the success that you've had and now you've kind of figured those things out. But in the past, tell us a story about one barrier that you faced and then how did you overcome that barrier? Okay. Well, I mean, I'm sure everyone says this, but there's been many, many, many barriers, many barriers in Dade. Um, I think probably the biggest barrier for us has been, um, as individuals and as a business is experience and knowledge. A lot of us have come from other industries to work in digital marketing or podcasting. And the real challenge has been, is, is what do you look for most when employing someone, do you look for a wealth of experience or do you look for someone who can fit into your culture? We've always been huge on the culture of the company, um, and wanting everyone to kind of have that singular focus or at least an interest in the singular focus.
Speaker 3:
6:54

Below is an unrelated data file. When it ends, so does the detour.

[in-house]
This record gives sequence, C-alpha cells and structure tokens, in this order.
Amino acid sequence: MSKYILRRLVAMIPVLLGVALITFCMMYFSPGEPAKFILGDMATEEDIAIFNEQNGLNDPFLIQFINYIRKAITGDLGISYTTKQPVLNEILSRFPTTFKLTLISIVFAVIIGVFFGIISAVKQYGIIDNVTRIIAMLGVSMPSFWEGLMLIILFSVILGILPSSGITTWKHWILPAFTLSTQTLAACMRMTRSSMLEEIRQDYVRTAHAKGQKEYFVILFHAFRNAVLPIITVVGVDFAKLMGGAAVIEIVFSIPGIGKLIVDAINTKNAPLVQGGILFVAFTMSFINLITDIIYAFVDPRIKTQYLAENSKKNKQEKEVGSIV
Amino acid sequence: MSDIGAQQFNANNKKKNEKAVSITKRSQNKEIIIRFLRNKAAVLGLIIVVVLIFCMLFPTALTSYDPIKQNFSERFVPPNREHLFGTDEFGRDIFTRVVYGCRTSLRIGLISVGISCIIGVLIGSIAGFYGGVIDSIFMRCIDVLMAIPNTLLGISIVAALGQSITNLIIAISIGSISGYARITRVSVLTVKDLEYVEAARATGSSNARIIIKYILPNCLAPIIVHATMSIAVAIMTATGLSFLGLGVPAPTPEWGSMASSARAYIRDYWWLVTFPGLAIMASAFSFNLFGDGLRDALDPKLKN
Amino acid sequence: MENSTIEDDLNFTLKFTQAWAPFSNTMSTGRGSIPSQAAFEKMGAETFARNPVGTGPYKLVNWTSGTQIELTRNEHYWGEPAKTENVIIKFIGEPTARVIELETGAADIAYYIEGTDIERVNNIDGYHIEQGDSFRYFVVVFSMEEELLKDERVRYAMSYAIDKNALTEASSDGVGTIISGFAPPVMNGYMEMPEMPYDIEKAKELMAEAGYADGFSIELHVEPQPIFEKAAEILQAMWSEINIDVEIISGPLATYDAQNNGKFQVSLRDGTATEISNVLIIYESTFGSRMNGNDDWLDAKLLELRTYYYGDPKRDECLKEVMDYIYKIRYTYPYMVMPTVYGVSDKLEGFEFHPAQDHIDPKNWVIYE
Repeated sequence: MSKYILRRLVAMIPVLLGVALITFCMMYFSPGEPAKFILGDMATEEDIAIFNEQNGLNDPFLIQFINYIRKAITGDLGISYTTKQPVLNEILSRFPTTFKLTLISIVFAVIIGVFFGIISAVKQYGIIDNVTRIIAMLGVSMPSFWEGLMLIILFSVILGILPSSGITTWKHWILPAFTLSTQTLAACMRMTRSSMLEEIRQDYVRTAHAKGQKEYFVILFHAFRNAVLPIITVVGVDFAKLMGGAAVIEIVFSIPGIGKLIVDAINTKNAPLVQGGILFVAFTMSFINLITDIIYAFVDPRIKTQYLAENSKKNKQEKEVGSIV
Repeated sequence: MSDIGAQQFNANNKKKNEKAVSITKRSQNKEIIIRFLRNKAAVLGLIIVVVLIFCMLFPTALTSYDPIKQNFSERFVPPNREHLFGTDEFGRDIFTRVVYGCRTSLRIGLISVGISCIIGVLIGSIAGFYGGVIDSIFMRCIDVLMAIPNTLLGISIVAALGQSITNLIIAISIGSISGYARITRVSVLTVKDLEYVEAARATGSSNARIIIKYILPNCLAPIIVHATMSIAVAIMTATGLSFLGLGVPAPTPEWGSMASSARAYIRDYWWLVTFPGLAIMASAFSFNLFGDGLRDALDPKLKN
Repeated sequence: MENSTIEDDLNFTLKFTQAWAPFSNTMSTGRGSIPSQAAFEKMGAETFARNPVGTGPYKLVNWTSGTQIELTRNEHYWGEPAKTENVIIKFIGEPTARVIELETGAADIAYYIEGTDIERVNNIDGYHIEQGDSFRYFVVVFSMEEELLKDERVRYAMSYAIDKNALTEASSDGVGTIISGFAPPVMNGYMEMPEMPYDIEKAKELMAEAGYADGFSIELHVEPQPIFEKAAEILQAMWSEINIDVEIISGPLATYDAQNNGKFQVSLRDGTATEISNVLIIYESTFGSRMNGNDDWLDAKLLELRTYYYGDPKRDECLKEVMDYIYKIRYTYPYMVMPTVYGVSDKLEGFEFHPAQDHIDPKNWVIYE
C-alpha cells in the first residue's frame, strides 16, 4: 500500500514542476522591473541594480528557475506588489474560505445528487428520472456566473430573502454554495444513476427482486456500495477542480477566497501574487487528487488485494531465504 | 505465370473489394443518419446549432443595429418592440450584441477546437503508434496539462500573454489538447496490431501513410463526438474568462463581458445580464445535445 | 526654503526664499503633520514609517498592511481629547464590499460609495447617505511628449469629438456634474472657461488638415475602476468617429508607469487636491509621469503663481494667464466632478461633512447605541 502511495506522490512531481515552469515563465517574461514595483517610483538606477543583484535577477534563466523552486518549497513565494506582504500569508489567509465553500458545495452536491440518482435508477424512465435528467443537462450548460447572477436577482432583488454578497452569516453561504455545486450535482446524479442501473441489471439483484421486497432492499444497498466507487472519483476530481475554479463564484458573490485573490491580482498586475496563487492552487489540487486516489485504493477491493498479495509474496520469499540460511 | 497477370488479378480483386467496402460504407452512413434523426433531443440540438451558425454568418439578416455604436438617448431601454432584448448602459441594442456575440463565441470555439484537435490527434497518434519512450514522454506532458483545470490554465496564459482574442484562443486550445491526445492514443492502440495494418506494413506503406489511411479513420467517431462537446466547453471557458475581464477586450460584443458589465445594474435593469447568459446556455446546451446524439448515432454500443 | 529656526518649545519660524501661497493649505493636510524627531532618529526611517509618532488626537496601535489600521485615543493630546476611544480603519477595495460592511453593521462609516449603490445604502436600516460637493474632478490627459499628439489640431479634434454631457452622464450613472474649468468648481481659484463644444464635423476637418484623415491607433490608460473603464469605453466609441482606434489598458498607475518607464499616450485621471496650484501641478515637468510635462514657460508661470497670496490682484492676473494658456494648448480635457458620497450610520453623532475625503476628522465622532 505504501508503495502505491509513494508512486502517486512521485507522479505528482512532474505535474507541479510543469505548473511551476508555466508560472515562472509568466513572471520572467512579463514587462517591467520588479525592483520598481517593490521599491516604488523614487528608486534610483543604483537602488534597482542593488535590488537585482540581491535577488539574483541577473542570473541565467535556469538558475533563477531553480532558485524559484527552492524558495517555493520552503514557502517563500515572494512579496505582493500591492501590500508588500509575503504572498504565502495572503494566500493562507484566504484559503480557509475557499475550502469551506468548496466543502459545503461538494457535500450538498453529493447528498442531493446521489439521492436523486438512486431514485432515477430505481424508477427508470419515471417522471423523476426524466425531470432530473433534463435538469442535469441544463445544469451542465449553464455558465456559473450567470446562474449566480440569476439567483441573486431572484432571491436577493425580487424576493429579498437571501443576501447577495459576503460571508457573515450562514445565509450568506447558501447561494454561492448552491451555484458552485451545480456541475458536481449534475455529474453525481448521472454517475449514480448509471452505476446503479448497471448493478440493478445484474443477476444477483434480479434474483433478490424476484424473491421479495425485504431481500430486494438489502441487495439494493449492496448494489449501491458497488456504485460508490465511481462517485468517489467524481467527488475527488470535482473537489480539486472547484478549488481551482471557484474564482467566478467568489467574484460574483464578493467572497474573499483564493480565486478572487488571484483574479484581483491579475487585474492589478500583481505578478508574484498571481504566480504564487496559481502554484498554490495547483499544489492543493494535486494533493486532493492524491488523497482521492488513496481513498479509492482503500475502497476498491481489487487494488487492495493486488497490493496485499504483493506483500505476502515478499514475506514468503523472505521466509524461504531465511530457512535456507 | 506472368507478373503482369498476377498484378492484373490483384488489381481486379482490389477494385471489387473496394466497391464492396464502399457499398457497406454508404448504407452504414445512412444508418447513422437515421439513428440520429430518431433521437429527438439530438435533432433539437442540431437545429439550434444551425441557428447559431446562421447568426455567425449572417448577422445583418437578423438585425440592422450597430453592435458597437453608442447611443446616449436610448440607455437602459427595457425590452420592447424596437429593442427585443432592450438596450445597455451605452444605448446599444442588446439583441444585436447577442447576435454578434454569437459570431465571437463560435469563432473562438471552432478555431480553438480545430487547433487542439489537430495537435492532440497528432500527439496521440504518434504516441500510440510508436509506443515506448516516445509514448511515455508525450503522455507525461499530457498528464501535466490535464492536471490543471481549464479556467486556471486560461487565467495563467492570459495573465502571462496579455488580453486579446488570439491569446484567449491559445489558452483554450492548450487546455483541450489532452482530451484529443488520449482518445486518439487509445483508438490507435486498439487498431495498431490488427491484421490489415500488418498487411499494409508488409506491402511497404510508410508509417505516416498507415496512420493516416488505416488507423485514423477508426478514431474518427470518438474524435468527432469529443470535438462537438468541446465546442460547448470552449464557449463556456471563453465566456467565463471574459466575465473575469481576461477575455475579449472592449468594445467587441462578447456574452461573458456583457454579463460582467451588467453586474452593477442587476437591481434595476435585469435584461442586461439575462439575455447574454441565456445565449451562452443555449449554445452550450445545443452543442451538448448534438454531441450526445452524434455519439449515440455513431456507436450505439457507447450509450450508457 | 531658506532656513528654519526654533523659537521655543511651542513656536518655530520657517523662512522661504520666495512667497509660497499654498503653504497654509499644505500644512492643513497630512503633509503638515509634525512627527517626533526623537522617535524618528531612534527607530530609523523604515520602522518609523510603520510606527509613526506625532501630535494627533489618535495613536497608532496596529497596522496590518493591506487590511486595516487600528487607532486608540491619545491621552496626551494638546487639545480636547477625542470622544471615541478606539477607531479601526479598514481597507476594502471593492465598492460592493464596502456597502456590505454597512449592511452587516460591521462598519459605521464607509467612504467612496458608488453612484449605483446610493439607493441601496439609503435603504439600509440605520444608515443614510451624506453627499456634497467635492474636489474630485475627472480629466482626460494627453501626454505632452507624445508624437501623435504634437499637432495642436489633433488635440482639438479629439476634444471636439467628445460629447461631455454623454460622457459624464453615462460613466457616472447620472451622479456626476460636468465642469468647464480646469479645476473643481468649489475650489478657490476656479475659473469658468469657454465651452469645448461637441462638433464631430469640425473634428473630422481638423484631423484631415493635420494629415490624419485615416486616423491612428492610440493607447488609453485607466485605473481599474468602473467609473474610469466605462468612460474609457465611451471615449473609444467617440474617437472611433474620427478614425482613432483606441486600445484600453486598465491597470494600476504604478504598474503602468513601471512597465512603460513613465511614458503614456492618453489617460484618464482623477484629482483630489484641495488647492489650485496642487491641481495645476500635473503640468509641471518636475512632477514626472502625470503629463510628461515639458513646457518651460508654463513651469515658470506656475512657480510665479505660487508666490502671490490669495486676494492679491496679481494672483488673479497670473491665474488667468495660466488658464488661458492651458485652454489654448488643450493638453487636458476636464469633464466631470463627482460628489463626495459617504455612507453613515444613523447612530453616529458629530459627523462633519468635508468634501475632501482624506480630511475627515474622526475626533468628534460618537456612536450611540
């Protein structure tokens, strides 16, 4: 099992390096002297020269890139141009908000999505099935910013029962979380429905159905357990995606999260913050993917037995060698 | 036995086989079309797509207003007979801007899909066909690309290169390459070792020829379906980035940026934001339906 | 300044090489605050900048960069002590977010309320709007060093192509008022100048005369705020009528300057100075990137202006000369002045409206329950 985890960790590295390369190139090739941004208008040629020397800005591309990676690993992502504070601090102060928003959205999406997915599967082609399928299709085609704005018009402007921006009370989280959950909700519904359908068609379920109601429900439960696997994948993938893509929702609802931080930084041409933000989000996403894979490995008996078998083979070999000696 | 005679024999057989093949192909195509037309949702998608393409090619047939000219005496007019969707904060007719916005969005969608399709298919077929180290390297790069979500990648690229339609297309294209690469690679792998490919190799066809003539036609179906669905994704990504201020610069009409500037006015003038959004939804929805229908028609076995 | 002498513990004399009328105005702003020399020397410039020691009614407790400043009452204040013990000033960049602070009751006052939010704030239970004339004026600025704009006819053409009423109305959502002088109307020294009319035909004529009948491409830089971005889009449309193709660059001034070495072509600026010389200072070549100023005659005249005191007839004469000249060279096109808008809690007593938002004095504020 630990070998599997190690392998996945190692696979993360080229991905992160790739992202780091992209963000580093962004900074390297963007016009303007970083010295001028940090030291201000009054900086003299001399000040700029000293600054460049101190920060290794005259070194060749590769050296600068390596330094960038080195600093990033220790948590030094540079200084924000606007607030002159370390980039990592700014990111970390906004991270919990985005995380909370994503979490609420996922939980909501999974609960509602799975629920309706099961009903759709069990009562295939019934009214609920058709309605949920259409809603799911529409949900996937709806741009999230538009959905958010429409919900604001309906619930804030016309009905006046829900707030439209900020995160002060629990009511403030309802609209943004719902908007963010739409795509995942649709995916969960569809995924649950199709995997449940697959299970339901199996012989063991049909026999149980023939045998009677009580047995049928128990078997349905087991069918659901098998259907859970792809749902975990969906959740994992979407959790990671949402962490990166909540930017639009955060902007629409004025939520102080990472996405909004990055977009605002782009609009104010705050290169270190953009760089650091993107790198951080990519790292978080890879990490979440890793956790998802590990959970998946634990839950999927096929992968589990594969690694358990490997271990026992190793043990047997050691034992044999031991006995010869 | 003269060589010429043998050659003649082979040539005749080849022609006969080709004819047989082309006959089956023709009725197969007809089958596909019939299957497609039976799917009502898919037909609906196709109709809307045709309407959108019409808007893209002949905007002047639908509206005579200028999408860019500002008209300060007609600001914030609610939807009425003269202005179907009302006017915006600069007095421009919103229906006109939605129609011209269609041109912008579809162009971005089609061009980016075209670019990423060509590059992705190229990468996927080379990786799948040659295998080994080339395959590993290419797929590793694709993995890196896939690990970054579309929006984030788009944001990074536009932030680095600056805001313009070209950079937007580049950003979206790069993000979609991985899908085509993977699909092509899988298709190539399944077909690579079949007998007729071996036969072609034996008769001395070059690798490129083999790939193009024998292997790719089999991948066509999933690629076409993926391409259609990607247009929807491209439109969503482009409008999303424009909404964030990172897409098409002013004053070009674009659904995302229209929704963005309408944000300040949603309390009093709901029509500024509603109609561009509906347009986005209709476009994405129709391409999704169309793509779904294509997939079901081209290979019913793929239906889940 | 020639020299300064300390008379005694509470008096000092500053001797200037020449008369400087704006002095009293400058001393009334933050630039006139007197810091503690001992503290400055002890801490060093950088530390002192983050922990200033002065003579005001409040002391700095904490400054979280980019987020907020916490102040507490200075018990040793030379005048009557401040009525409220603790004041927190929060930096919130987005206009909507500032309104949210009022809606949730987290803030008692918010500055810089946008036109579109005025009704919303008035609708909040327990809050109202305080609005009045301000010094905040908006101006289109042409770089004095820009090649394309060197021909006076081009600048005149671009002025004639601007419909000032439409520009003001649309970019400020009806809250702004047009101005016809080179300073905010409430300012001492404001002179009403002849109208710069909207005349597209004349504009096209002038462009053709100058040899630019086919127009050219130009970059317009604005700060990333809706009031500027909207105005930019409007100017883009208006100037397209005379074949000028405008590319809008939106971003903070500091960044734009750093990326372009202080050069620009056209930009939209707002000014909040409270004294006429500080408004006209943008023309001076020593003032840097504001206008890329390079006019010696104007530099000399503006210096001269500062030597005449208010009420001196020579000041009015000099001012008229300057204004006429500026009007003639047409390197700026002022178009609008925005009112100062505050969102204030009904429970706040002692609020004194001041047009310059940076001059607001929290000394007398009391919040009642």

So we have always, we all pretty much across the board employee to people who fit into the culture over expertise and then put people through essentially aggressive development and learning so that they can become experts at their specific role. And one of the real tasks has been, is, is how do you take someone who's incredibly willing, incredibly smart, incredibly hardworking, but not necessarily an expert. How do you take them from, from there to be in an expert in their field? Um, and everyone's different. And as I said earlier, you know, we didn't do business degrees, uh, so we're, we kind of work on a basis trying to see what works for different people. Some people need a, um, a carrot monetarily. If I give you this much more money, you need to deliver there. Whereas others need education. Now if I give you this education, will that take you there? Um, so that's been the hardest challenge for us and the way we resolved it has been very multifaceted because we really try and focus on the individual and what learning they need to have to become experts that they need to be.